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This year we’re adjusting the format of quarterly briefings to include new features with a focus on current topics of concern to Atlanta BeltLine residents and citizens as we build the Atlanta BeltLine. The feature of the first Quarterly Briefing of 2017 included a panel discussion on affordable living in urban centers, examining the challenges and solutions both locally and nationally. The panel addressed the strategies and programs that are being used to increase affordable workforce housing development and how we can all work together.
Preceding the panel discussion Atlanta BeltLine, Inc. provided the community and stakeholders with updates on the progress of the Atlanta BeltLine since the last quarter. To date, public and private investment into the Atlanta BeltLine project totals $447 million. This spending has helped fuel the economic development on and around the corridor to the tune of $3.7 billion as of the end of 2016. Though the most visible return on this investment appears as the 8.7 miles of trail opened to date, much progress has been made on the planning stages of transit. As part of the work toward bringing light rail transit to the Atlanta BeltLine, ABI is in the process of submitting four transportation corridors to the Federal Transit Administration (FTA) under the National Environmental Protection Act (NEPA), totaling 16 miles.
Other major updates included the construction of the Westside Trail and phase I of the Eastside Trail extension. Both trails are due to open this year and are currently being paved, as most of the underground infrastructure has been completed. Bells and whistles such as vertical connections, sidewalk improvements, and lighting will be added as appropriate before opening. The Southside Trail is now in design, with more community engagement forthcoming.
Art on the Atlanta BeltLine has reached its eighth year and claims the title of the largest public art exhibition in the south. The call for artists for the fall exhibition is open until May 1. In 2016, more than 75,000 people attended the Lantern Parade, the opening ceremony for the exhibition. Other public art projects in the works focus on historical preservation and placemaking, such as the Reynoldstown Stage, which is in the design phase. You can see all the ABI updates from the presentation here.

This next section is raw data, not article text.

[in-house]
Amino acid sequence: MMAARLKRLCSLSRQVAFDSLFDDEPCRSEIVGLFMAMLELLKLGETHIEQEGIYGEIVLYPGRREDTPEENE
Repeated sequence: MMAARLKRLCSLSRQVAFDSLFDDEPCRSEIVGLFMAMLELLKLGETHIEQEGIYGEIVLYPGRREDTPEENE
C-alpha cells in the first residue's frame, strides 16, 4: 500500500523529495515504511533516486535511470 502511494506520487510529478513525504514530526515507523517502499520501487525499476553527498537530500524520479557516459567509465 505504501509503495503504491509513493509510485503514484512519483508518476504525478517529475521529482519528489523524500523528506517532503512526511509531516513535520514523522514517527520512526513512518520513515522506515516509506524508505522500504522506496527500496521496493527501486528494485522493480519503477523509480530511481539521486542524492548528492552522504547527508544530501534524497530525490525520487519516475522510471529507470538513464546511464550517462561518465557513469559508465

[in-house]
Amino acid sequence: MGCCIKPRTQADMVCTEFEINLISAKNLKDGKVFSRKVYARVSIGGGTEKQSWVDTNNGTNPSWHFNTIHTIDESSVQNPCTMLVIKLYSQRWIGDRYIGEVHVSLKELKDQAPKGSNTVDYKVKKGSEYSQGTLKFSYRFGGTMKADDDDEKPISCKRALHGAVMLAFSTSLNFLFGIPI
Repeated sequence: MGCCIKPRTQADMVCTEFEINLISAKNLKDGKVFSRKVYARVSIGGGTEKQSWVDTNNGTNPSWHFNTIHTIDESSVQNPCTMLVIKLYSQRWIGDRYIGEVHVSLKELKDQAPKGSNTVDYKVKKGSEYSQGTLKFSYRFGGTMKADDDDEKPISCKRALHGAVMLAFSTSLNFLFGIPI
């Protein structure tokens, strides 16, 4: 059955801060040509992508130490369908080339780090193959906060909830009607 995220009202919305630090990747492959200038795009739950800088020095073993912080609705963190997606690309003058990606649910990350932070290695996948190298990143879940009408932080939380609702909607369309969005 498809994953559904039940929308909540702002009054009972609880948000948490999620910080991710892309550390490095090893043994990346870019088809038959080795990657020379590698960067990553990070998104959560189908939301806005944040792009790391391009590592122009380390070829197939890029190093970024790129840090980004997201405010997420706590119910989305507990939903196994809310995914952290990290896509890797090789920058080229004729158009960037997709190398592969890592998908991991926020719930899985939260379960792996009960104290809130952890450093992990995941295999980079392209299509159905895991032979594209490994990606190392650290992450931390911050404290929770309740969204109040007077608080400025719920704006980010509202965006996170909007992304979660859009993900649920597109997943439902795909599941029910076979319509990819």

The next segment of the meeting was focused on housing, prefaced by a brief update from ABI Housing Policy & Development Director James Alexander. Moderator Sameera Fazili of the Federal Reserve Bank of Atlanta gave a comprehensive overview of the status of affordable housing nationally and locally. With affordability a priority in building the Atlanta BeltLine, ABI is committing more than $18 million in affordable housing dollars over the next three years. Presently, more than 335 units of affordable housing are in development on the Atlanta BeltLine.
The majority of the housing discussion centered on the panel which included:
- David Jackson, Deputy Executive Director of Atlanta BeltLine Partnership
- Valerie Bernardo, Director of City of Atlanta Housing & Community Development
- Catherine Buell, President and CEO of Atlanta Housing Authority
- James Alexander, Housing Policy & Development Director of Atlanta BeltLine, Inc.
- Dillon Banes, Managing Partner of Columbia Ventures, LLC
The discussion allowed the opportunity for expert opinions on affordability in Atlanta, and also presented the work ABI and ABP are doing to ensure affordability around the project. You can view both the ABI presentation and the panel’s opening remarks as recorded on Facebook Live. You can also see the entire panel discussion here.
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